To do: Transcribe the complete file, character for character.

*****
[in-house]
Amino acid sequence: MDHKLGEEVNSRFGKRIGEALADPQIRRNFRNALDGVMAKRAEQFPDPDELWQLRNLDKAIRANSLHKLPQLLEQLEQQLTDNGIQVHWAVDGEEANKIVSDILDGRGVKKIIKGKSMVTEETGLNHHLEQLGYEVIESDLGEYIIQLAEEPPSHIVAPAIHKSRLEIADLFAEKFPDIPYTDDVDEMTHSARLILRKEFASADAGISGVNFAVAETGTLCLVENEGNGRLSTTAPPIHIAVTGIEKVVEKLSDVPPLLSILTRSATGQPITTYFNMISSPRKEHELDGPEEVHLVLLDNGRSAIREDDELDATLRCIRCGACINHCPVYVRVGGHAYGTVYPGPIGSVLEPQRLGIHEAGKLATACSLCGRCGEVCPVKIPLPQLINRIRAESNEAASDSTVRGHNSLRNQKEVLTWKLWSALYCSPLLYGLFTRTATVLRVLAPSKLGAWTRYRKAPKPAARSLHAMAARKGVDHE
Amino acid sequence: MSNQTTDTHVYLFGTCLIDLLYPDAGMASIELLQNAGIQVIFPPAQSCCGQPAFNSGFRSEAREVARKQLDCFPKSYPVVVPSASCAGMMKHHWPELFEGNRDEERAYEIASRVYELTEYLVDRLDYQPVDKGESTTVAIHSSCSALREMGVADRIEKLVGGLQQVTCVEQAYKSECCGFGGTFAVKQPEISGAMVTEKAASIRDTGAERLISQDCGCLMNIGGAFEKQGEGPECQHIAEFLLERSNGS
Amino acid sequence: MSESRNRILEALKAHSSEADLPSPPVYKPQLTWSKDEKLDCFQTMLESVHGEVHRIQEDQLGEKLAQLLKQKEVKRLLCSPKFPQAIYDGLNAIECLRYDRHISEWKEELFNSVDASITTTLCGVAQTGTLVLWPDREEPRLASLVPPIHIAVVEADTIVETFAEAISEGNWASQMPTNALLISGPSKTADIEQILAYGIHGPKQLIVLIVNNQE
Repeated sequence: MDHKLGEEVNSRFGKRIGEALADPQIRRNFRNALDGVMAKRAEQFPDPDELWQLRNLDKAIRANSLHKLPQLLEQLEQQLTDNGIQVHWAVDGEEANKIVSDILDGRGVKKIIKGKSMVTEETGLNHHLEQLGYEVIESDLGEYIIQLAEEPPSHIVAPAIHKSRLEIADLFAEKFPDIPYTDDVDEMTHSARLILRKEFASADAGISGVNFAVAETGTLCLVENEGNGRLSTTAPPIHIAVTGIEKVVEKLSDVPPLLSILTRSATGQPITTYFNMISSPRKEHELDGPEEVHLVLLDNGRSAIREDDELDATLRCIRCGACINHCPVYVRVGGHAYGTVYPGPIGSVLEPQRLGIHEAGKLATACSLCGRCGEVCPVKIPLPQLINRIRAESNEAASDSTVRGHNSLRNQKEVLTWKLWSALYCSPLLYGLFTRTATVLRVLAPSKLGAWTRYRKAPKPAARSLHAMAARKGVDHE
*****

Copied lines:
[in-house]
Amino acid sequence: MDHKLGEEVNSRFGKRIGEALADPQIRRNFRNALDGVMAKRAEQFPDPDELWQLRNLDKAIRANSLHKLPQLLEQLEQQLTDNGIQVHWAVDGEEANKIVSDILDGRGVKKIIKGKSMVTEETGLNHHLEQLGYEVIESDLGEYIIQLAEEPPSHIVAPAIHKSRLEIADLFAEKFPDIPYTDDVDEMTHSARLILRKEFASADAGISGVNFAVAETGTLCLVENEGNGRLSTTAPPIHIAVTGIEKVVEKLSDVPPLLSILTRSATGQPITTYFNMISSPRKEHELDGPEEVHLVLLDNGRSAIREDDELDATLRCIRCGACINHCPVYVRVGGHAYGTVYPGPIGSVLEPQRLGIHEAGKLATACSLCGRCGEVCPVKIPLPQLINRIRAESNEAASDSTVRGHNSLRNQKEVLTWKLWSALYCSPLLYGLFTRTATVLRVLAPSKLGAWTRYRKAPKPAARSLHAMAARKGVDHE
Amino acid sequence: MSNQTTDTHVYLFGTCLIDLLYPDAGMASIELLQNAGIQVIFPPAQSCCGQPAFNSGFRSEAREVARKQLDCFPKSYPVVVPSASCAGMMKHHWPELFEGNRDEERAYEIASRVYELTEYLVDRLDYQPVDKGESTTVAIHSSCSALREMGVADRIEKLVGGLQQVTCVEQAYKSECCGFGGTFAVKQPEISGAMVTEKAASIRDTGAERLISQDCGCLMNIGGAFEKQGEGPECQHIAEFLLERSNGS
Amino acid sequence: MSESRNRILEALKAHSSEADLPSPPVYKPQLTWSKDEKLDCFQTMLESVHGEVHRIQEDQLGEKLAQLLKQKEVKRLLCSPKFPQAIYDGLNAIECLRYDRHISEWKEELFNSVDASITTTLCGVAQTGTLVLWPDREEPRLASLVPPIHIAVVEADTIVETFAEAISEGNWASQMPTNALLISGPSKTADIEQILAYGIHGPKQLIVLIVNNQE
Repeated sequence: MDHKLGEEVNSRFGKRIGEALADPQIRRNFRNALDGVMAKRAEQFPDPDELWQLRNLDKAIRANSLHKLPQLLEQLEQQLTDNGIQVHWAVDGEEANKIVSDILDGRGVKKIIKGKSMVTEETGLNHHLEQLGYEVIESDLGEYIIQLAEEPPSHIVAPAIHKSRLEIADLFAEKFPDIPYTDDVDEMTHSARLILRKEFASADAGISGVNFAVAETGTLCLVENEGNGRLSTTAPPIHIAVTGIEKVVEKLSDVPPLLSILTRSATGQPITTYFNMISSPRKEHELDGPEEVHLVLLDNGRSAIREDDELDATLRCIRCGACINHCPVYVRVGGHAYGTVYPGPIGSVLEPQRLGIHEAGKLATACSLCGRCGEVCPVKIPLPQLINRIRAESNEAASDSTVRGHNSLRNQKEVLTWKLWSALYCSPLLYGLFTRTATVLRVLAPSKLGAWTRYRKAPKPAARSLHAMAARKGVDHE